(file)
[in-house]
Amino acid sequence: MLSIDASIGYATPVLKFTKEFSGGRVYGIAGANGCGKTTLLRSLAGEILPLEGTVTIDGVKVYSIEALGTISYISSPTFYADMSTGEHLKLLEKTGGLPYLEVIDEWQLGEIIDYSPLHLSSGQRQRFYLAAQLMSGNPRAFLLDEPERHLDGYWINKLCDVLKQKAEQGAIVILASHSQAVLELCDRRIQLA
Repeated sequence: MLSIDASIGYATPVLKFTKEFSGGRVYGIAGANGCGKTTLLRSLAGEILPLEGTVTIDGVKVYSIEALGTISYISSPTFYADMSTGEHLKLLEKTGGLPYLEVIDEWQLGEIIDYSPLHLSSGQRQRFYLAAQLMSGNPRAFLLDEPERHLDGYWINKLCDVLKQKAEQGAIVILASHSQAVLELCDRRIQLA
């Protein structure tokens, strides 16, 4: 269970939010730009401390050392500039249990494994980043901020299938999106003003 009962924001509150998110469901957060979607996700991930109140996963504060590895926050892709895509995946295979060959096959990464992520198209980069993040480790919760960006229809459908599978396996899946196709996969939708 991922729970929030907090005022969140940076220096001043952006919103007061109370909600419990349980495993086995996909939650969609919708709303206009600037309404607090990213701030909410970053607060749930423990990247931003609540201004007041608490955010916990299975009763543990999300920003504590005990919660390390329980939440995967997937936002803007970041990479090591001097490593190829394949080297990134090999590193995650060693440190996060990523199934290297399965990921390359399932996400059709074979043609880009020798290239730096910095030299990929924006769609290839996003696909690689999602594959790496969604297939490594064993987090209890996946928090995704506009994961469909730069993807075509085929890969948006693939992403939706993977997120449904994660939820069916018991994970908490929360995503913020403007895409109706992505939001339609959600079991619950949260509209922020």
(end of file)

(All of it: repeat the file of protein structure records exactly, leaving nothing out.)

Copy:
[in-house]
Amino acid sequence: MLSIDASIGYATPVLKFTKEFSGGRVYGIAGANGCGKTTLLRSLAGEILPLEGTVTIDGVKVYSIEALGTISYISSPTFYADMSTGEHLKLLEKTGGLPYLEVIDEWQLGEIIDYSPLHLSSGQRQRFYLAAQLMSGNPRAFLLDEPERHLDGYWINKLCDVLKQKAEQGAIVILASHSQAVLELCDRRIQLA
Repeated sequence: MLSIDASIGYATPVLKFTKEFSGGRVYGIAGANGCGKTTLLRSLAGEILPLEGTVTIDGVKVYSIEALGTISYISSPTFYADMSTGEHLKLLEKTGGLPYLEVIDEWQLGEIIDYSPLHLSSGQRQRFYLAAQLMSGNPRAFLLDEPERHLDGYWINKLCDVLKQKAEQGAIVILASHSQAVLELCDRRIQLA
């Protein structure tokens, strides 16, 4: 269970939010730009401390050392500039249990494994980043901020299938999106003003 009962924001509150998110469901957060979607996700991930109140996963504060590895926050892709895509995946295979060959096959990464992520198209980069993040480790919760960006229809459908599978396996899946196709996969939708 991922729970929030907090005022969140940076220096001043952006919103007061109370909600419990349980495993086995996909939650969609919708709303206009600037309404607090990213701030909410970053607060749930423990990247931003609540201004007041608490955010916990299975009763543990999300920003504590005990919660390390329980939440995967997937936002803007970041990479090591001097490593190829394949080297990134090999590193995650060693440190996060990523199934290297399965990921390359399932996400059709074979043609880009020798290239730096910095030299990929924006769609290839996003696909690689999602594959790496969604297939490594064993987090209890996946928090995704506009994961469909730069993807075509085929890969948006693939992403939706993977997120449904994660939820069916018991994970908490929360995503913020403007895409109706992505939001339609959600079991619950949260509209922020």